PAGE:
It will be appreciated that the sum of the weighting values wi through w4 is equal to "1", and that the weighting values are applied to the errors calculated during processing of the next adjacent pixel in the same line, and the three nearest pixels in the next previous line in the image. The two largest nominal weights, namely 7/16 and 5/16, are applied to the error values associated with the directly adjacent pixels, that is, in locations 24i-1 (or 24i+1) and 25i, respectively. The two smaller nominal weights, namely 3/16 and 1/16 are applied to the weights associated with the two other nearby pixels, that is, the pixels which are diagonally adjacent to the pixel associated with storage location 22i.

The "b" perturbation value is used for the directly adjacent pixels, and the "a" perturbation value is used for the diagonally adjacent pixels. The maximum values for the random perturbation are empirically selected to be approximately one-half of the smaller of each of the pairs of weighting values; that is, the maximum value for the "b" perturbation, that is, 1/8, is approximately one-half of 5/16, the smaller of the nominal weighting values to which the "b" perturbation is applied. Similarly, the maximum value for the "a" perturbation, that is, 1/32, is one-half of 1/16, the smaller of the nominal weighting values to which the "a" perturbation is applied. The maximum value for the "b" perturbation, namely 1/8, is actually somewhat smaller than one-half of 5/16, is selected to simplify binary arithmetic involving the perturbation.

By perturbing the weighting values used by the stochastic filter 17, and by having the buffer address control circuit 13 enable the scanning of the pixel values in the input buffer 11 in a serpentine manner, the system 10 avoids the undesirable artifacts such as the directional constructs and the unidirectional sharpening of abrupt edges which are present in the halftone images that are produced by prior processing systems, particularly in prior error diffusion systems. Thus, dithered images that are produced by the system 10 are more perceptually approximate the continuous tone images than do prior systems, most notably the prior error diffusion systems.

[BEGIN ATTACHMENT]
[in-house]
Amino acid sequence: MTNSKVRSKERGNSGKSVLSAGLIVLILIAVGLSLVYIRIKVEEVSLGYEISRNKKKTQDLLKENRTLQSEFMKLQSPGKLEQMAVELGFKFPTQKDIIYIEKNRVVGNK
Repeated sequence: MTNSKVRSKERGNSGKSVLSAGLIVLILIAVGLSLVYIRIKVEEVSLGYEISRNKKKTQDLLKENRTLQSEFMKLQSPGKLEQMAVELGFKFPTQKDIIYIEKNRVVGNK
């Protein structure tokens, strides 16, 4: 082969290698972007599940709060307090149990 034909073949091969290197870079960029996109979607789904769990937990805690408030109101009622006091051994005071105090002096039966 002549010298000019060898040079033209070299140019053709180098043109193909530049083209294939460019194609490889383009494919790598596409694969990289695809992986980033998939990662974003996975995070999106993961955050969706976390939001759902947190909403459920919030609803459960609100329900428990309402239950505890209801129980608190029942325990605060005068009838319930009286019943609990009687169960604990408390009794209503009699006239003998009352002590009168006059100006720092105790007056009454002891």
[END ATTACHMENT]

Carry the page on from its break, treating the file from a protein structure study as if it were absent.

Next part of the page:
It will be appreciated that the system depicted in FIG. 1 may be adapted to processes color images as well as monochrome images. In particular, a color image may be taken as, generally, three monochrome images, with each monochrome image representing one of three primary colors defining the color image. The composite of the three monochrome images thus represents the original color image. Each of the three monochrome images may be separately and independently processed by the system depicted in FIG. 1 to produce a color halftone or dithered image, with the color halftone image having one bit for each primary color, and the color dithered image having only a few bits for each primary color.

It will also be appreciated that, if the modified pixel values or output pixel values have a minimum value other than zero, the quantizer 30 and normalizer 30 will also be provided with the respective minimum values, and will perform appropriate scaling and adjustment of the ranges and nominal centers in response thereto as will be apparent to those skilled in the art.

The foregoing description has been limited to a specific embodiment of this invention. It will be apparent, however, that variations and modifications may be made to the invention, with the attainment of some or all of the advantages of the invention. For example, it will be appreciated that the invention may be embodied in either hardware or software in a suitably programmed digital data processing system, both of which are readily accomplished by those of ordinary skill in the respective arts. Therefore, it is the object of the appended claims to cover all such variations and modifications as come within the true spirit and scope of the invention.

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Classifications
U.S. Classification382/270, 358/3.03, 382/237
International ClassificationH04N1/405
Cooperative ClassificationH04N1/4052
European ClassificationH04N1/405B2